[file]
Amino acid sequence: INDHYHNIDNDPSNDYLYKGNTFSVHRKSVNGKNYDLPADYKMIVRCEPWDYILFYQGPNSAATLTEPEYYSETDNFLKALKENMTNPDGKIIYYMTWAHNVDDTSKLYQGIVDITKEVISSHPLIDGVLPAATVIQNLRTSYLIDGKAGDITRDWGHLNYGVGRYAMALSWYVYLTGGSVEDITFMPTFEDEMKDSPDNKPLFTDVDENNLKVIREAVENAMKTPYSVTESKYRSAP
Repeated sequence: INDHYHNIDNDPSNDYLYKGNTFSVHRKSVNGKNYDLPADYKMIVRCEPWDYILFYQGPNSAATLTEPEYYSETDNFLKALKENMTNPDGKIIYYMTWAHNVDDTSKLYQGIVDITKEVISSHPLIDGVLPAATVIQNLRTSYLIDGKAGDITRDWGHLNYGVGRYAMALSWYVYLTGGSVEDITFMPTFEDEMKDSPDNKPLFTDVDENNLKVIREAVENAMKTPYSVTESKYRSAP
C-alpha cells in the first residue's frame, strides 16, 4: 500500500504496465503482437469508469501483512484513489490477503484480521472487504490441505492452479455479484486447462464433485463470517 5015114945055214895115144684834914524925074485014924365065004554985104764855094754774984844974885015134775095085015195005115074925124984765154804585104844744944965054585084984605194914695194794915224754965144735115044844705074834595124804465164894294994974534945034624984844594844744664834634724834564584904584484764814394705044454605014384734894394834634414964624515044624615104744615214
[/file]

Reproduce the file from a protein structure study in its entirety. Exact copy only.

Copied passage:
Amino acid sequence: INDHYHNIDNDPSNDYLYKGNTFSVHRKSVNGKNYDLPADYKMIVRCEPWDYILFYQGPNSAATLTEPEYYSETDNFLKALKENMTNPDGKIIYYMTWAHNVDDTSKLYQGIVDITKEVISSHPLIDGVLPAATVIQNLRTSYLIDGKAGDITRDWGHLNYGVGRYAMALSWYVYLTGGSVEDITFMPTFEDEMKDSPDNKPLFTDVDENNLKVIREAVENAMKTPYSVTESKYRSAP
Repeated sequence: INDHYHNIDNDPSNDYLYKGNTFSVHRKSVNGKNYDLPADYKMIVRCEPWDYILFYQGPNSAATLTEPEYYSETDNFLKALKENMTNPDGKIIYYMTWAHNVDDTSKLYQGIVDITKEVISSHPLIDGVLPAATVIQNLRTSYLIDGKAGDITRDWGHLNYGVGRYAMALSWYVYLTGGSVEDITFMPTFEDEMKDSPDNKPLFTDVDENNLKVIREAVENAMKTPYSVTESKYRSAP
C-alpha cells in the first residue's frame, strides 16, 4: 500500500504496465503482437469508469501483512484513489490477503484480521472487504490441505492452479455479484486447462464433485463470517 5015114945055214895115144684834914524925074485014924365065004554985104764855094754774984844974885015134775095085015195005115074925124984765154804585104844744944965054585084984605194914695194794915224754965144735115044844705074834595124804465164894294994974534945034624984844594844744664834634724834564584904584484764814394705044454605014384734894394834634414964624515044624615104744615214